In honor of Volunteer Appreciation Week, we sat down with four of TRU Community Care’s longest standing volunteers; a family of four siblings. All of whom have dedicated over 2400 hours to supporting TRU’s mission. We wanted to better understand their motivation for being a hospice volunteer and gain a better understanding of what it takes to do this kind of work.
When Steve Boselli first started volunteering for a hospice organization, it was during the AIDS epidemic in the late 1980s and early 1990s in downtown Denver. He was drawn to the Mother Teresa’s organization, Seaton House which helped the ailing by providing respite and hospice care.
Little did he know, that this would turn into over 1300 hours of volunteer work with TRU Community Care for himself and an additional 1200 hours of volunteering for three of his twelve siblings.
Don Boselli, Steve Boselli, Denise Boselli, and Sharon (Boselli) Thomas are brothers and sisters from Boulder County. All of whom share a passion for serving others and have collectively served over 30 years with TRU Community Care in both the in-patient TRU Care Center and in-home hospice with TRU Community Care.
Their family’s passion for helping others is apparent and understandable given their upbringing with a father who was a Deacon in the Catholic Church. The fact that all four of these siblings have chosen to volunteer with TRU is what makes this family unique.
“Spending time with people at the end of their life is really peaceful and beautiful. You are there to hear their story, to comfort them, and to give a little relief to their caretaker” as told by Denise Boselli.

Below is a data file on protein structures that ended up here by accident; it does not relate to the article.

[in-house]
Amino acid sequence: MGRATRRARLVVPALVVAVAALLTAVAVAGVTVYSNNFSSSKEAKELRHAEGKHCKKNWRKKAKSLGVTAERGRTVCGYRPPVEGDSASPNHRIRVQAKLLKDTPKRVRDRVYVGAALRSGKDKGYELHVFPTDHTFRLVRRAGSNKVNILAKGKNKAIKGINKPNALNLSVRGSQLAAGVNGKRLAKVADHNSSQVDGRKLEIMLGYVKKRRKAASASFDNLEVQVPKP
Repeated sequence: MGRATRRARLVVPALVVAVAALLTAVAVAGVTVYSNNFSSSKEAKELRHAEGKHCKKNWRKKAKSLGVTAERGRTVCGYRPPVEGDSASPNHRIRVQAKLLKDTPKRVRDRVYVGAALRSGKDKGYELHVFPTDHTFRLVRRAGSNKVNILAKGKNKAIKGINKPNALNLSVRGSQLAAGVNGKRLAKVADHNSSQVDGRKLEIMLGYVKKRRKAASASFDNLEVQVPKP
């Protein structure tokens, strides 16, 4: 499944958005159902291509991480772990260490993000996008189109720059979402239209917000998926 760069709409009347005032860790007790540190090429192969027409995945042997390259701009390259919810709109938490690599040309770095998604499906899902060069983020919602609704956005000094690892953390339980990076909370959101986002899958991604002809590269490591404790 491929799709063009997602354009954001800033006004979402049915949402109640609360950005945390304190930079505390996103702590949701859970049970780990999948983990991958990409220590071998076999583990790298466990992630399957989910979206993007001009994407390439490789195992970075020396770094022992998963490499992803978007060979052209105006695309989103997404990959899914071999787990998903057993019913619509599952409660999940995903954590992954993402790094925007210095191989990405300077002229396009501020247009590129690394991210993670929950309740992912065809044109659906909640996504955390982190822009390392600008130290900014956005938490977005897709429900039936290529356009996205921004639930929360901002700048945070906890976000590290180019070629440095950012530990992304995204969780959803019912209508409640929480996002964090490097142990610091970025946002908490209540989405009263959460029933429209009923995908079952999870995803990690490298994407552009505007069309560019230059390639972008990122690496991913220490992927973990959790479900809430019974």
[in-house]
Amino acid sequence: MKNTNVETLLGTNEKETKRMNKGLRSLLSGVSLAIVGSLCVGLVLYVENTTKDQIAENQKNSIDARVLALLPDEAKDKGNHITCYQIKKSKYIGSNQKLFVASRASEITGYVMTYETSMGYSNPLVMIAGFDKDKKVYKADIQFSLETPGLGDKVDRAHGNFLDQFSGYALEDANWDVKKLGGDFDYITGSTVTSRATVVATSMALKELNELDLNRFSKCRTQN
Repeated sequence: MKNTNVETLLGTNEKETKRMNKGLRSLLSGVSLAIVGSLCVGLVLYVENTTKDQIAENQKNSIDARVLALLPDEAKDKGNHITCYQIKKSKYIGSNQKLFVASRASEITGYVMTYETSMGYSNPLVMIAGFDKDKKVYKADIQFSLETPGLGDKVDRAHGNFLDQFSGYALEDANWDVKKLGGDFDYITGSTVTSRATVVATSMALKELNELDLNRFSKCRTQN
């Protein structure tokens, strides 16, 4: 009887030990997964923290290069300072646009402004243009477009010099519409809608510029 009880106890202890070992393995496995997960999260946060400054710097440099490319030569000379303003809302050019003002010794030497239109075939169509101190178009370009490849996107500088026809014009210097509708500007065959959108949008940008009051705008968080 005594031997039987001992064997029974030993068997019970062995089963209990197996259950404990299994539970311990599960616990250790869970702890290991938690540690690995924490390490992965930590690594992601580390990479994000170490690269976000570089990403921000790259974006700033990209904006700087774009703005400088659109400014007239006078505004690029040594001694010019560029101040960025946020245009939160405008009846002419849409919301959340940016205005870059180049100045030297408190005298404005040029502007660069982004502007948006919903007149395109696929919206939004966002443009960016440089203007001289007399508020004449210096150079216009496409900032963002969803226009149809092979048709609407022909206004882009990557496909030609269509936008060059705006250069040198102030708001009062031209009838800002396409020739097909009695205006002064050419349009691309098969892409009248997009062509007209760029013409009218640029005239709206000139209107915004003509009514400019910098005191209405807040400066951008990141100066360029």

These siblings don’t have training in healthcare or caretaking other than the robust training that is provided by TRU Community Care. They did
While it was a different feeling in caring for his sister and father, Steve tells us that working with TRU Community Care patients, “ is about learning from those that we work with, their families, their lives, their gratitude toward others. You don’t always know the situation that you are going to walk into, so you need to be flexible and accepting to the environment, but caring for them is the easy part.”
TRU realizes that there are a lot of misconceptions about volunteering for a hospice organization, including that you have to be there for the patient when they die and hold their hand. Don explains that this really isn’t the case. “Most of the time patients are awake and sharing stories with you. And when they aren’t feeling up to being social, you can just sit there and be a presence in the room in case they need something.”
All the siblings explain that a big part of the volunteer job is being there for the nurses, who are working 8-12 hour shifts. In order to support them, they bring them food, coffee, cheers, and are there to really pump them up.
“If more people know about the reality of this type of service, perhaps more people would volunteer for TRU Community Care–there are so many different ways to show
It’s the small things that matter when doing hospice volunteer work including gestures, reading, music, listening, and showing up. The Boselli family has learned to do these things well and to teach others along the way. They all plan to continue their work with TRU and share their
— Thank you Boselli Family for sharing your story with TRU Community Care!
If you are interested in volunteering for TRU, please visit the volunteer section of our website to learn more.